Posted Jul 24, 2006 3:31 UTC (Mon) by giraffedata
In reply to: Thanks
Parent article: Free Software Sets the Computing Agenda
I oversimplified the definition of company a little. It isn't exactly the collection of people -- it's the enterprise they're engaging in. The group of workers is the essence of it, but a (business) company is definitely said to have assets -- the things the employer owns that the workers use to do their thing.
But the important thing is that there is no crisp legal definition of company because it isn't a legal entity -- not like for example a partnership. That's why lawyers get so much money for closing deals to sell a company -- it takes a lot of work to figure out just what is getting sold.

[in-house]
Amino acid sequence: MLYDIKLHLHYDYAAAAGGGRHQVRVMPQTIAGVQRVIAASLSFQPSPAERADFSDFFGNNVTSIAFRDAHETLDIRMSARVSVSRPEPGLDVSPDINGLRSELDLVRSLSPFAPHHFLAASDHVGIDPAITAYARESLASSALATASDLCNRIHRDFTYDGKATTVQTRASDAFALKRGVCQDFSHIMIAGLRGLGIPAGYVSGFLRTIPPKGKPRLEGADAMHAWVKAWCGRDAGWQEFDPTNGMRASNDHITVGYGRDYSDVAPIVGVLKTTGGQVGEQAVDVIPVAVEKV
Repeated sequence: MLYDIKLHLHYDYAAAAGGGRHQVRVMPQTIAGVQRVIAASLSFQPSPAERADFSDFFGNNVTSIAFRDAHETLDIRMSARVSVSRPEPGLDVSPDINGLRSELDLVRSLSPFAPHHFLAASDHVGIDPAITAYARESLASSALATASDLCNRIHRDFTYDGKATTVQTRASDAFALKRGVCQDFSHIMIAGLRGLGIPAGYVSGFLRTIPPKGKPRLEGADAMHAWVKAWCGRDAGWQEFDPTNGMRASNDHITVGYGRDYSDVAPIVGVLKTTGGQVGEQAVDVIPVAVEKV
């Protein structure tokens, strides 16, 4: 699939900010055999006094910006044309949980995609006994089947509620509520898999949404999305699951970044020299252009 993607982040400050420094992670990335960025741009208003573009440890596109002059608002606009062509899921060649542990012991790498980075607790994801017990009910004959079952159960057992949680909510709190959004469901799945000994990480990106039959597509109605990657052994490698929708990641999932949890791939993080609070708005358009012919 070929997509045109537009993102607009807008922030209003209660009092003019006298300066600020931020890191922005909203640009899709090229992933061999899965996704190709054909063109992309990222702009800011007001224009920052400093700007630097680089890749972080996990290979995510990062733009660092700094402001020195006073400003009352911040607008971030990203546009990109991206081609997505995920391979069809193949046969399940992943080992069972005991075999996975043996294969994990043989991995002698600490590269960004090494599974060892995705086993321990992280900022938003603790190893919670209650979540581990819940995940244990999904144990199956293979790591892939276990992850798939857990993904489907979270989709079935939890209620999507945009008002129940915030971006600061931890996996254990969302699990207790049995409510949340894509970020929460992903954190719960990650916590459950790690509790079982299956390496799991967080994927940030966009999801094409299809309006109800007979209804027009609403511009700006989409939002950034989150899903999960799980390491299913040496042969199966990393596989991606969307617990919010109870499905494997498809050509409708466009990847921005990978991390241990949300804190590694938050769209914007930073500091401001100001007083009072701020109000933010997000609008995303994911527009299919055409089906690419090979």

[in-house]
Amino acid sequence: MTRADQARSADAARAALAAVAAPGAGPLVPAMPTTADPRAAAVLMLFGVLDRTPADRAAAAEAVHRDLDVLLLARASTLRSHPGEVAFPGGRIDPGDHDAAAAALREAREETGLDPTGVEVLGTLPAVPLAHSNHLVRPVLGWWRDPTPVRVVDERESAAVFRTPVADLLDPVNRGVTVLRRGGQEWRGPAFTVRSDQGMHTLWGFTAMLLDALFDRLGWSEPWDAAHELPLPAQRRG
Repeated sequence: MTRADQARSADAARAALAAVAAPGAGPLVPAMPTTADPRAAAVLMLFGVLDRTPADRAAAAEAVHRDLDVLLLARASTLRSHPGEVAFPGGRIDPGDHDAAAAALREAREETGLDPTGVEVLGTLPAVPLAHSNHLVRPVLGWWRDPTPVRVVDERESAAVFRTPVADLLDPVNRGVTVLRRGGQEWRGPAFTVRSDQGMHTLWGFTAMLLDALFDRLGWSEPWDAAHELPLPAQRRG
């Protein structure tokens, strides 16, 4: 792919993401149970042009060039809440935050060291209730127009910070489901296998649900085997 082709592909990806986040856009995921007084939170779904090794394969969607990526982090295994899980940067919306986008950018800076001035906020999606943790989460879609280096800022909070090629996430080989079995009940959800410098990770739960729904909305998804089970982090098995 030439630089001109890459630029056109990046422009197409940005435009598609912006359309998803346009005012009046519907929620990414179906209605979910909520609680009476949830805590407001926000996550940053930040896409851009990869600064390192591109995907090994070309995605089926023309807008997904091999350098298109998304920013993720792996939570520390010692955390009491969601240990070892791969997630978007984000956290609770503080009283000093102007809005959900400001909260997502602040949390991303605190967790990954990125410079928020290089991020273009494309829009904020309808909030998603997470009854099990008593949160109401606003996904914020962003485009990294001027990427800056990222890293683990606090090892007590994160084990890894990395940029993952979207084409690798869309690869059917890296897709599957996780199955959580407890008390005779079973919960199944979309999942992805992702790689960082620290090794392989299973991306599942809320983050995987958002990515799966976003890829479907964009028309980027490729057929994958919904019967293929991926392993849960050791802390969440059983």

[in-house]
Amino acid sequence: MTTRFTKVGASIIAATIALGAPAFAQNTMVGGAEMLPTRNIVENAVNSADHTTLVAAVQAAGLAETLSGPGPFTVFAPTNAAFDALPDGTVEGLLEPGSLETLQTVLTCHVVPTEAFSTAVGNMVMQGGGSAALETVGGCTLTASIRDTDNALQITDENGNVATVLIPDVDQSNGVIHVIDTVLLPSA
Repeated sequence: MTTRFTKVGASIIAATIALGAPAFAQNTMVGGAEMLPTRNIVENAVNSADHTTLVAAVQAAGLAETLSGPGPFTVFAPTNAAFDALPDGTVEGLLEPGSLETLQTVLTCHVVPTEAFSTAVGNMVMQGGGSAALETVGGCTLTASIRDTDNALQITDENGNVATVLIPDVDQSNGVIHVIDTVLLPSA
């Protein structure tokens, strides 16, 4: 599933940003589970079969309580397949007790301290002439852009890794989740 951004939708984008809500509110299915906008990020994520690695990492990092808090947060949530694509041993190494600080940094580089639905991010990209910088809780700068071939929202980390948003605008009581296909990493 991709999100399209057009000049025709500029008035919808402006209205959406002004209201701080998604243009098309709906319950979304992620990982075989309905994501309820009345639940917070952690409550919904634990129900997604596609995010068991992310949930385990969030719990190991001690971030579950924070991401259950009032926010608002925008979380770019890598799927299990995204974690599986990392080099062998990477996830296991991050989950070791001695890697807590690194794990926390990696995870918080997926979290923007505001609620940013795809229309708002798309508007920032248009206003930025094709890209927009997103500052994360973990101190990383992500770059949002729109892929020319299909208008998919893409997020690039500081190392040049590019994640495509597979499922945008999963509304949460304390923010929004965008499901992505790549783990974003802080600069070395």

And many are the small claims complaints I've seen get rejected because the defendant is named as "Joe's Garage." You can't sue somebody's garage. You have to sue Joe.
It seems to me that the word "business" is replacing "company" in legal discussions, and it may be because people are not as fundamental to a business as they once were.
I'll throw in one more tidbit: A company often has a name, one that is registered with the government, and that still doesn't make it a legal entity. Such a name is known in law as a "fictitious business name," and is nothing more than an alias for the person (or equivalent) who operates the company. On legal papers, it would say, "Acme Wastewater Treatment Inc. doing business as Woodland Spring Mineral Waters."
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